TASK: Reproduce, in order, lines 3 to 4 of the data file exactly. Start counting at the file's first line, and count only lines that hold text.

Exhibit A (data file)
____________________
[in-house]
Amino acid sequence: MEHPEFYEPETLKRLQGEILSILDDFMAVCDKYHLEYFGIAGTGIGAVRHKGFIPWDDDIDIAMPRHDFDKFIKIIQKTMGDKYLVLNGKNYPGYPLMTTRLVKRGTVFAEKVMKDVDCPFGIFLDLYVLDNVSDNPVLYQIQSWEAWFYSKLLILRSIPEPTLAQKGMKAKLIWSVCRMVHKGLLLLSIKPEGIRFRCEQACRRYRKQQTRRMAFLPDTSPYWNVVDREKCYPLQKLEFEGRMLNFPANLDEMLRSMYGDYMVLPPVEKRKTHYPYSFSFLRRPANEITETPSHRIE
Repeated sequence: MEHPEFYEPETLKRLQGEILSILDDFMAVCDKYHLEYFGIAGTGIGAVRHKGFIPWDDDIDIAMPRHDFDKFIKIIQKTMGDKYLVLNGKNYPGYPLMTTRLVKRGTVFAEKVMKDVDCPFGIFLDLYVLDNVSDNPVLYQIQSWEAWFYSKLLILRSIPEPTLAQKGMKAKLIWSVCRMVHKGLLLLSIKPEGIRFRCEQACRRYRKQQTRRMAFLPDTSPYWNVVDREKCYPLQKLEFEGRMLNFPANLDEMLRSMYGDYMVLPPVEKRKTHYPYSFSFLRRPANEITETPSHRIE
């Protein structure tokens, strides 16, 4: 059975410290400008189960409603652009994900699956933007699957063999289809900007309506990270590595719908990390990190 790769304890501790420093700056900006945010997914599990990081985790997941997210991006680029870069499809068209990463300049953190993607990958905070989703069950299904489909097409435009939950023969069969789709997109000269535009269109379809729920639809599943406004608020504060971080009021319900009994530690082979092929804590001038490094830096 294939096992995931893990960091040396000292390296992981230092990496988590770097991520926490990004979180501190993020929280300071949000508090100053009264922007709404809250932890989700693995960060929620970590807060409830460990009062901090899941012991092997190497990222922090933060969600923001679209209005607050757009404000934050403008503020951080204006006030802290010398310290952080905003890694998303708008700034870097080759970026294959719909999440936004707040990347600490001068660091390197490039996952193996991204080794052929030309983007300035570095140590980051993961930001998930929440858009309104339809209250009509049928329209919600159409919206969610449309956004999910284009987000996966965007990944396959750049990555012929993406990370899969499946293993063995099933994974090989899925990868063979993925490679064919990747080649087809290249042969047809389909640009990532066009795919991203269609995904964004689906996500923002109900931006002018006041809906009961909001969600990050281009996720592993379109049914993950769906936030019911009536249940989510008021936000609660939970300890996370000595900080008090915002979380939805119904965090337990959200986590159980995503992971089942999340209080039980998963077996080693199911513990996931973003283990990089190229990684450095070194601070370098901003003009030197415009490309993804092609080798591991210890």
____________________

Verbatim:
Repeated sequence: MEHPEFYEPETLKRLQGEILSILDDFMAVCDKYHLEYFGIAGTGIGAVRHKGFIPWDDDIDIAMPRHDFDKFIKIIQKTMGDKYLVLNGKNYPGYPLMTTRLVKRGTVFAEKVMKDVDCPFGIFLDLYVLDNVSDNPVLYQIQSWEAWFYSKLLILRSIPEPTLAQKGMKAKLIWSVCRMVHKGLLLLSIKPEGIRFRCEQACRRYRKQQTRRMAFLPDTSPYWNVVDREKCYPLQKLEFEGRMLNFPANLDEMLRSMYGDYMVLPPVEKRKTHYPYSFSFLRRPANEITETPSHRIE
């Protein structure tokens, strides 16, 4: 059975410290400008189960409603652009994900699956933007699957063999289809900007309506990270590595719908990390990190 790769304890501790420093700056900006945010997914599990990081985790997941997210991006680029870069499809068209990463300049953190993607990958905070989703069950299904489909097409435009939950023969069969789709997109000269535009269109379809729920639809599943406004608020504060971080009021319900009994530690082979092929804590001038490094830096 294939096992995931893990960091040396000292390296992981230092990496988590770097991520926490990004979180501190993020929280300071949000508090100053009264922007709404809250932890989700693995960060929620970590807060409830460990009062901090899941012991092997190497990222922090933060969600923001679209209005607050757009404000934050403008503020951080204006006030802290010398310290952080905003890694998303708008700034870097080759970026294959719909999440936004707040990347600490001068660091390197490039996952193996991204080794052929030309983007300035570095140590980051993961930001998930929440858009309104339809209250009509049928329209919600159409919206969610449309956004999910284009987000996966965007990944396959750049990555012929993406990370899969499946293993063995099933994974090989899925990868063979993925490679064919990747080649087809290249042969047809389909640009990532066009795919991203269609995904964004689906996500923002109900931006002018006041809906009961909001969600990050281009996720592993379109049914993950769906936030019911009536249940989510008021936000609660939970300890996370000595900080008090915002979380939805119904965090337990959200986590159980995503992971089942999340209080039980998963077996080693199911513990996931973003283990990089190229990684450095070194601070370098901003003009030197415009490309993804092609080798591991210890």